Rathbone Investment Management offers the following tips.
1. Know what you already have
Under the automatic enrollment rules introduced in 2012, UK employees over the age of 22 (but below the statutory retirement age) and earning more than £ 10,000 pre-tax each year can apply. automatically enroll in a pension plan.
This means that you and your employer could already contribute to your pension fund. In fact, if you have held multiple positions in different companies, you could have a number of pensions – although you will currently only contribute to the one started by your current employer.
If you are self-employed, it is your responsibility to invest in a pension yourself through one of the types of pensions that can be held privately, away from your employer, such as a stakeholder, personal pension or a self-invested personal pension. (SIPP).
Determining how much you have already saved will help you understand and plan your future savings. If you have multiple pensions, you may want to consider consolidating them into one pot for convenience.
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2. Imagine what you would like your retirement to look like
When do I plan to retire? How do I plan to spend my retirement years? How much do I need in my pension fund to live comfortably? If you haven’t already asked yourself these questions, you should start now.
To live a comfortable life in retirement requires careful planning. First you need to know what you want your retirement to look like, and then you can figure out how much money you will need to make these plans possible.
A financial advisor can help you with those calculations and make sure that you are on the right track to having enough to achieve whatever goals you may have.
3. Power through jargon
Learning about pensions can be overwhelming. However, being well informed about your retirement is essential to ensure that you make the best decisions with your money.
Talk to people who are already retired, read them, and talk to a financial advisor about retirement investments when in doubt.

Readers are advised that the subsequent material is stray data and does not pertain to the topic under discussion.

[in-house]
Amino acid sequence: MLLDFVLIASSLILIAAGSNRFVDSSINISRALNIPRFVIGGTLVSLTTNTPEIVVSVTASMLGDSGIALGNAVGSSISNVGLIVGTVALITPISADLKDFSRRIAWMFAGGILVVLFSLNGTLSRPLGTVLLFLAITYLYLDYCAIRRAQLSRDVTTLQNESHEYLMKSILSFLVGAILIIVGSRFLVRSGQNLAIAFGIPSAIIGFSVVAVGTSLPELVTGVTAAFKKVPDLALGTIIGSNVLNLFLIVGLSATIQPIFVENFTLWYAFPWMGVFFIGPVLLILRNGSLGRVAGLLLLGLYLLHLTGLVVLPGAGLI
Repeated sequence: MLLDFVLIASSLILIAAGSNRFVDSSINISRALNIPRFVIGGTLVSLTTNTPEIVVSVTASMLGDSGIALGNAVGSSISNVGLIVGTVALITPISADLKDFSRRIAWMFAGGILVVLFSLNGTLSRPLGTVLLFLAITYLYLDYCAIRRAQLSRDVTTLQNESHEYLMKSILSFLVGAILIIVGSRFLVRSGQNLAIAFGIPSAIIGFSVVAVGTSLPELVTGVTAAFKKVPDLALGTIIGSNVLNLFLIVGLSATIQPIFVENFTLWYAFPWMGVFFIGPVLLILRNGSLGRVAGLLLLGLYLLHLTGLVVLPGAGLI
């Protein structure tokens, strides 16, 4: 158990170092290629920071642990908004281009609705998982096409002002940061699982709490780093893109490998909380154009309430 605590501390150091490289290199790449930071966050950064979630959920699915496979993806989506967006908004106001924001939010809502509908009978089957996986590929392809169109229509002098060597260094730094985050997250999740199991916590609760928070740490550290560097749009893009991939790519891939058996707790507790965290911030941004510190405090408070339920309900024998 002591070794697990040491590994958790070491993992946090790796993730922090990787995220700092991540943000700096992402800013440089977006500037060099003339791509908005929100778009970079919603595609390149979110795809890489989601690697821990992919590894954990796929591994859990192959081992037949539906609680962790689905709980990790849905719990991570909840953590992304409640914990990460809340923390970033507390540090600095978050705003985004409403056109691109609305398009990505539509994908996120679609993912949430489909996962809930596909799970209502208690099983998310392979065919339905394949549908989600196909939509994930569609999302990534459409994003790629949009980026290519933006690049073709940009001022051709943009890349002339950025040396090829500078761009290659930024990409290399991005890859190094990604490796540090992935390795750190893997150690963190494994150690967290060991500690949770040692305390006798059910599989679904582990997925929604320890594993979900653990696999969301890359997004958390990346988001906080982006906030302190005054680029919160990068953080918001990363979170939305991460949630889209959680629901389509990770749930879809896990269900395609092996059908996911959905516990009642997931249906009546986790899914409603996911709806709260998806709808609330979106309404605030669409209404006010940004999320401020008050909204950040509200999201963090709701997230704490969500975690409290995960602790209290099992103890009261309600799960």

Once you have mastered the lingo you will realize that it is not that complex and you will feel more empowered to make decisions about your money and your future. Read This is the Money Jargon Breaker here.
4. Start early
Your pension is meant to finance your lifelong lifestyle, which costs a considerable amount of money. The sooner you start putting money into your pension fund, the better, as it will have a longer period to earn interest or returns on your investment.
This is especially important because of inflation which can erode the real value of your funds.
Making regular contributions also means that you can benefit from funding, as well as managing any volatility in the market. In addition, some employers will offer you to match contributions if you increase yours.
5. Pay attention to the gender pension gap
Unfortunately, the gender pay gap still means that women on average earn less than men over the course of their careers, so it is even more vital for women to commit to retirement savings early on.
Family obligations also mean they take more career breaks and often work part-time – factors that often leave women with significantly less savings in their retirement funds before retirement.
Indeed, the Pensions Policy Institute found that women in their 60s have £ 100,000 less in their pensions than men of the same age.
While some of the drivers of the gender pension gap will take time to resolve, playing an active role in saving for retirement from an early age will go some way to closing the gap. Learn more here on how to achieve this.